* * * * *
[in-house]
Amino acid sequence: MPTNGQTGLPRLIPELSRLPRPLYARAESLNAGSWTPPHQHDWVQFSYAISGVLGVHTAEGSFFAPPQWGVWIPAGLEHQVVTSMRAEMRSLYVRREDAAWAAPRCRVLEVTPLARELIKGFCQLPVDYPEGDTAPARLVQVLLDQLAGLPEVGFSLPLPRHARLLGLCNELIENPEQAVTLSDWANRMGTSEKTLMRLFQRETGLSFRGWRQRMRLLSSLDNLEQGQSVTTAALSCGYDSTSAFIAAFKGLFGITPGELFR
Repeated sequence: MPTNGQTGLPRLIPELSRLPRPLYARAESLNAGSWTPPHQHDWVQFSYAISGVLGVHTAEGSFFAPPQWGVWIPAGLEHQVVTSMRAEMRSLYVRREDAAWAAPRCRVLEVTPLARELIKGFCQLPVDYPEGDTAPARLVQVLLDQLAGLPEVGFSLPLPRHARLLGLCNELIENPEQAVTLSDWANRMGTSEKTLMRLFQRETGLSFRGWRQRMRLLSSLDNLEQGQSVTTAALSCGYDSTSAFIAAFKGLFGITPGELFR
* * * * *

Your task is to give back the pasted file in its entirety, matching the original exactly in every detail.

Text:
[in-house]
Amino acid sequence: MPTNGQTGLPRLIPELSRLPRPLYARAESLNAGSWTPPHQHDWVQFSYAISGVLGVHTAEGSFFAPPQWGVWIPAGLEHQVVTSMRAEMRSLYVRREDAAWAAPRCRVLEVTPLARELIKGFCQLPVDYPEGDTAPARLVQVLLDQLAGLPEVGFSLPLPRHARLLGLCNELIENPEQAVTLSDWANRMGTSEKTLMRLFQRETGLSFRGWRQRMRLLSSLDNLEQGQSVTTAALSCGYDSTSAFIAAFKGLFGITPGELFR
Repeated sequence: MPTNGQTGLPRLIPELSRLPRPLYARAESLNAGSWTPPHQHDWVQFSYAISGVLGVHTAEGSFFAPPQWGVWIPAGLEHQVVTSMRAEMRSLYVRREDAAWAAPRCRVLEVTPLARELIKGFCQLPVDYPEGDTAPARLVQVLLDQLAGLPEVGFSLPLPRHARLLGLCNELIENPEQAVTLSDWANRMGTSEKTLMRLFQRETGLSFRGWRQRMRLLSSLDNLEQGQSVTTAALSCGYDSTSAFIAAFKGLFGITPGELFR